Civil Protection Orders Can Help Keep Domestic Violence Survivors Safe
Survivors of domestic violence may need to take extra precautions after leaving their abuser.
Filing a civil protection order (CPO) is one way that you can protect yourself. A CPO can be filed with the Domestic Relations Court or Common Pleas Court. You can do this on your own (called pro se) or with the help of an attorney.
When the CPO petition is filed by the victim of abuse (petitioner), the court will hold a hearing the same day. This first hearing is called an “ex parte,” and during this time you will discuss the most recent incidents of abuse. Only the petitioner takes part in this hearing; the abuser is not there. The court then determines if the request for a CPO will be granted.
After the first hearing, another hearing will be scheduled within seven to ten court days. This hearing is called a “full hearing.” The abuser will be notified by the court to attend the hearing.
The petitioner (you) must bring all related documentation such as police reports and medical records documenting treatment related to the abuse. You should also bring copies of records of previous domestic violence or violent crime convictions that involve the abuser. Any witnesses to the abuse should also come to the hearing.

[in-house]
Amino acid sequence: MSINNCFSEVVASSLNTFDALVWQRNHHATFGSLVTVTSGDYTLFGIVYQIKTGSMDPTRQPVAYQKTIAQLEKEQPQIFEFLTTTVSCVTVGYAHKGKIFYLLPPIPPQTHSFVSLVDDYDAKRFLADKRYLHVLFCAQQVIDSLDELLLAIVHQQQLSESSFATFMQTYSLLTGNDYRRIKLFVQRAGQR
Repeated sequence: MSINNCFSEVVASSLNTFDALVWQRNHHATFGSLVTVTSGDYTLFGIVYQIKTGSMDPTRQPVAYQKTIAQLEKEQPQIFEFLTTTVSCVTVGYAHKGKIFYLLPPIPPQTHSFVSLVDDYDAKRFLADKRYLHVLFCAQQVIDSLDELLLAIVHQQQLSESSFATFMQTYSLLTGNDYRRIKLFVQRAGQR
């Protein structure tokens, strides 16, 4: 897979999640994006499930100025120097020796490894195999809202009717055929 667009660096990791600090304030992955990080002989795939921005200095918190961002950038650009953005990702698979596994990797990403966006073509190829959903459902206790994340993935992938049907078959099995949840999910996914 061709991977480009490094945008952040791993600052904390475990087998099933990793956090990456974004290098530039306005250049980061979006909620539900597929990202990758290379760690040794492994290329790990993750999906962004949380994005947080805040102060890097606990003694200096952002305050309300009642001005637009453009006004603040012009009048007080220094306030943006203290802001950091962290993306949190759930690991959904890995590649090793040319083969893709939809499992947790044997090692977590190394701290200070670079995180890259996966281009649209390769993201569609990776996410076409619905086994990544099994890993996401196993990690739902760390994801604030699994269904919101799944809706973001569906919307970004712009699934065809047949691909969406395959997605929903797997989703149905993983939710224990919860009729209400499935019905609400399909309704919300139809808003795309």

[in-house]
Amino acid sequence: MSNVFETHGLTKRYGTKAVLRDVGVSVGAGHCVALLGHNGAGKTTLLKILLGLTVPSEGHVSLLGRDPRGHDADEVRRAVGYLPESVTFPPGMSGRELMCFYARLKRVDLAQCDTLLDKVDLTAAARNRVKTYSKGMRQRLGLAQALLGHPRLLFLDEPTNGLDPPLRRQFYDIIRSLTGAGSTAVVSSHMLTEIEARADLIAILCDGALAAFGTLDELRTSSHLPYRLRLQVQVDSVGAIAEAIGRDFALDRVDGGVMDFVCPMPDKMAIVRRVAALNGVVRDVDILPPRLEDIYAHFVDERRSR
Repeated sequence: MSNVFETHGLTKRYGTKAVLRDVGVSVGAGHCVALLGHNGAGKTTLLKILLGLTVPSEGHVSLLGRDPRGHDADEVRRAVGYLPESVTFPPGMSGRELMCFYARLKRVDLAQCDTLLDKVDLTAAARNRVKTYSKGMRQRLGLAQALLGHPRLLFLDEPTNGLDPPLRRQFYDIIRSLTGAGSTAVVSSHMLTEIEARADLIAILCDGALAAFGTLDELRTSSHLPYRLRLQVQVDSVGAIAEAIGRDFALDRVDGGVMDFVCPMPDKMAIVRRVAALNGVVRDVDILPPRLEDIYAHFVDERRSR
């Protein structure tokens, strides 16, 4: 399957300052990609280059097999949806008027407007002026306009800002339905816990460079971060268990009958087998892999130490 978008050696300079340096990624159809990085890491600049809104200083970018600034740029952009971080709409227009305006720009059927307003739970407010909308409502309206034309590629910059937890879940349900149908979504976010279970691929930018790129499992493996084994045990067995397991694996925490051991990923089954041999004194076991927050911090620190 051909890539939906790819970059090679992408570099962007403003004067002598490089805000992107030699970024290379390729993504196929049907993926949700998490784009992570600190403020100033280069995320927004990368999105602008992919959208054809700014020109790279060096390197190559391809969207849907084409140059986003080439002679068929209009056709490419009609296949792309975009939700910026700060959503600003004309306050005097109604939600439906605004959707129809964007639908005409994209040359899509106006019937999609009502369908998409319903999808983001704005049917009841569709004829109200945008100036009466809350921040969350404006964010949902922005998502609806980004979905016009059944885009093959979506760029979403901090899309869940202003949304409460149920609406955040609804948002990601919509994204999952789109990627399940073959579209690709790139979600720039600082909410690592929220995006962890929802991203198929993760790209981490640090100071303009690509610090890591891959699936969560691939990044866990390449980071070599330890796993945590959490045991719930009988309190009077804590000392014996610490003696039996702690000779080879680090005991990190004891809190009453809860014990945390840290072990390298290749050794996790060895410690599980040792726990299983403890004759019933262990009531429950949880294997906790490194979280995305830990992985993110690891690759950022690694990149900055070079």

If the abuser opposes the CPO or fails to appear for the full hearing, the court will listen to the testimony of those who are present and then determine if a CPO should be granted for a period of up to five years.
If the CPO is granted, you may (and should!) request several certified copies of the CPO from the Clerk of Courts free of charge. It is recommended that you carry a copy of this order with you at all times.
If your abuser violates the order, find a safe place to go and then call the police. Be sure to show the police a certified copy of the CPO. Also, be sure to notify a victim advocate or attorney.
Violating a CPO could result in court supervision, community service, jail time, probation, or counseling. When a CPO is granted, the abuser could lose visitation rights to see their children and may have to pay support to the victim and children. If a vehicle is involved, they may be ordered to give it to the victim to use. They may also be ordered to attend counselling for substance abuse, anger management or batterer’s counseling. If they still reside in the same home as the victim, they can be ordered to leave the residence.
More information is available in Legal Aid’s “Domestic Violence” brochure. The brochure is available at: Domestic Violence – Legal Aid Society of Cleveland (lasclev.org)
If you are a victim of domestic violence, Legal Aid may be able to help. A Legal Aid attorney can help people file civil protection orders against their abusers as well as direct them to community resources to help them escape those abusive relationships. Call 888-817-3777 or visit lasclev.org/contact for more information.
Tonya Sams is the Development and Communications Assistant at The Legal Aid Society of Cleveland.
Tonya Sams, Development and Communications Assistant at The Legal Aid Society of Cleveland.